GREEN BAY—The Bears have opened the season against three teams that like to run the ball. This week, the Bears will face a Packers team that beat the Bears last year with the pass.
“If you’re two dimensional, they have to defend more things,” Packers Offensive Coordinator Tom Clements said when asked if the Bears defense might favor the pass this Sunday, as the Lions did last Sunday.
“You have to plan for both. They’ve played more running teams than passing teams, so they’ve played more one-high (safety). We have to be ready for whatever the game turns into,” Clements said.
The likelihood is the Bears will challenge the Packers to run the ball by flooding the passing lanes with defenders, as the Lions did. Get ready for “Cover Two, Part II.”
“Often times, great running teams start out not running well, but you have to have attempts. We’d like to see more attempts and more yards,” Clements said.
Quarterback Aaron Rodgers, no doubt, would like to see fewer defenders in the passing lanes. A strong running game on Sunday would help balance the field.
“We need to play better as an offense. You want positive yardage, no penalties. You want to get into makeable third-down situations and, when you do, convert. Everybody has to do better. We have to block better, we have to run better,” Clements said.
The Bears defense was rebuilt during the offseason, following a year in which they were No. 30 in yardage and points allowed. Through three games this season, the Bears are No. 23 in yards and No. 11 in points allowed.
“They give you a few different wrinkles, a few blitzes they hadn’t in the past, but they’re not a team that tries to scheme you or confuse you,” Clements said.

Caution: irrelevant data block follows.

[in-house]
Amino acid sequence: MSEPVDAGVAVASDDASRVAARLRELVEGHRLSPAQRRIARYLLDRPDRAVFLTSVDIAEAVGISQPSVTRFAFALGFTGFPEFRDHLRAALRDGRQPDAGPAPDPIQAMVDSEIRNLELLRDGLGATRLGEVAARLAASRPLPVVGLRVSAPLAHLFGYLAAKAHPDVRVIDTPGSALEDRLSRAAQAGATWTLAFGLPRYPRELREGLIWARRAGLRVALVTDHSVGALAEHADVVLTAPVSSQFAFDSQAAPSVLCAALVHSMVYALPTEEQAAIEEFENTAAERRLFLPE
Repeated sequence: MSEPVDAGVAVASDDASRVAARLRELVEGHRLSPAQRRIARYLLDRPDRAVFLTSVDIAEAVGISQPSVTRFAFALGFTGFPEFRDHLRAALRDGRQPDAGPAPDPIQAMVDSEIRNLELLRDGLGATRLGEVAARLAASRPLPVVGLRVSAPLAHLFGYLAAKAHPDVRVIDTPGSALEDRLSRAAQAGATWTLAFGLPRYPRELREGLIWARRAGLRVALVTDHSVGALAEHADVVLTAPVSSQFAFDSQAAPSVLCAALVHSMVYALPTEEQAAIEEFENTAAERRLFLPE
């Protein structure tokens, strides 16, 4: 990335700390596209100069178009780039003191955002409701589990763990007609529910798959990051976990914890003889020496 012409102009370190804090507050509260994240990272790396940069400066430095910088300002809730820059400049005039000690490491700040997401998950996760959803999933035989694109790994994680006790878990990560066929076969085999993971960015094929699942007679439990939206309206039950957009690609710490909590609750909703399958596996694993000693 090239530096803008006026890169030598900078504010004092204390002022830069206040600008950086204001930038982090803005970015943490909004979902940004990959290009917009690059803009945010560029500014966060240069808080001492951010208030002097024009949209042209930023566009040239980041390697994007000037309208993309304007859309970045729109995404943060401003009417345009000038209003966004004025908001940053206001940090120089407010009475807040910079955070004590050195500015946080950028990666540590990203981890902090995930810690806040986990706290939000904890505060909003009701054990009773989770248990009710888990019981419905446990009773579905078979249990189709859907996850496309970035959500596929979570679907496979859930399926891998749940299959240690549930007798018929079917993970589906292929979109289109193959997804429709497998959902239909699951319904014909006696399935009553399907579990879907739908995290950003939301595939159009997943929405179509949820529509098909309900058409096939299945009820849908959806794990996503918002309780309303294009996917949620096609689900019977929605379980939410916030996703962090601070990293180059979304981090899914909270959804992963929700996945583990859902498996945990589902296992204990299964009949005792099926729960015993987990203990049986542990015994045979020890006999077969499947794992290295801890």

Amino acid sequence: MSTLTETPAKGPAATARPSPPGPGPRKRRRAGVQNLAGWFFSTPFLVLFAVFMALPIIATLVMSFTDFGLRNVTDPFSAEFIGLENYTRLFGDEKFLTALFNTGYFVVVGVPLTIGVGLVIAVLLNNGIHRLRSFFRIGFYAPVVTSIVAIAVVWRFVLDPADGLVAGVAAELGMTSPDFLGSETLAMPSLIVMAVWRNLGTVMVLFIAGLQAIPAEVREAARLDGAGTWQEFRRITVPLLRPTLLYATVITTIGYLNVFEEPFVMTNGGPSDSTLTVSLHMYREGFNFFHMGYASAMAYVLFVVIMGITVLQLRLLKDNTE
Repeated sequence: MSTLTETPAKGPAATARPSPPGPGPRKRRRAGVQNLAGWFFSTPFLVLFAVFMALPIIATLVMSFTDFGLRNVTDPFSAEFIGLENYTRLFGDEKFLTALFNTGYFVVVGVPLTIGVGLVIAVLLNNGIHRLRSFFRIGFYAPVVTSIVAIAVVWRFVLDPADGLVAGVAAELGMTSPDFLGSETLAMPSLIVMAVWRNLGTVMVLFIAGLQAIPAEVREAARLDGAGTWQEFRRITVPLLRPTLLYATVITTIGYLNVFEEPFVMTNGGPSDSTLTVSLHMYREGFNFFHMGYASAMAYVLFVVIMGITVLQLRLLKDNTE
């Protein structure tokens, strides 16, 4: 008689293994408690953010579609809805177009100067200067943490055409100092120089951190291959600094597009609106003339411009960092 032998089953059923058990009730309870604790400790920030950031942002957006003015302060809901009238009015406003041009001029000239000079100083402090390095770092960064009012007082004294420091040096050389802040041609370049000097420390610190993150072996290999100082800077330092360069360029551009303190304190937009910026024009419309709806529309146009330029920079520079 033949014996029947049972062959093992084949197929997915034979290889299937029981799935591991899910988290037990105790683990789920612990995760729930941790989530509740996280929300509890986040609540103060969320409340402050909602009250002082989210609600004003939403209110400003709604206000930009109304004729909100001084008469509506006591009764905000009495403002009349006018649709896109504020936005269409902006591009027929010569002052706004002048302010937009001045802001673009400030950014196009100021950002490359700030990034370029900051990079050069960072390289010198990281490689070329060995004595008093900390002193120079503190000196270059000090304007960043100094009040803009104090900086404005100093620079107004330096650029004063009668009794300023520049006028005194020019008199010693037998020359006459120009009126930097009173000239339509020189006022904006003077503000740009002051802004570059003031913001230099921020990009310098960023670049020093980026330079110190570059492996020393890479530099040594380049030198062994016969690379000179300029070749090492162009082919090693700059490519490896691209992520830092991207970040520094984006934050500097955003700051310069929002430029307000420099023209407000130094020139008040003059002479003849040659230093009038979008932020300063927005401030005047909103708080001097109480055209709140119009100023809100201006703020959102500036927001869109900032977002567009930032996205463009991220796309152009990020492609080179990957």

Packers Defensive Coordinator Dom Capers is being challenged by a Bears offense that features the potential for balance between run and pass, though the early stats are not indicative of balance. Running back Matt Forte is off to a slow start, having rushed for just 136 yards and a 3.2 yards-per-carry average through three games.
“They’re very talented. They’ve got experienced players. Any time a team has balance, it makes your job tougher. Forte is a multi-talented guy,” Capers said.
The No. 1 challenge for the Packers defense is to deny big plays to tall and explosive wide receivers Brandon Marshall and Alshon Jeffery. Add to that mix tight end Martellus Bennett, who leads the Bears in receptions and is tied with Marshall for the team lead in touchdowns, four.
“(Jay) Cutler is off to his best start,” Capers said of the Bears quarterback, who’s thrown eight touchdown passes and carries a 98.2 passer rating into this weekend. “He’s not just zeroing in on any one guy that you can take away.”
The Packers defense was at its best last week in the 19-7 loss to the Lions. It held Calvin Johnson to a mere 82 yards in receiving and intercepted Matt Stafford twice without allowing a touchdown pass. It was an effort wasted.
“There’s always a sense of urgency. We didn’t play as well as we wanted to last week,” Clements said.
ADDITIONAL COVERAGE - SEPT. 26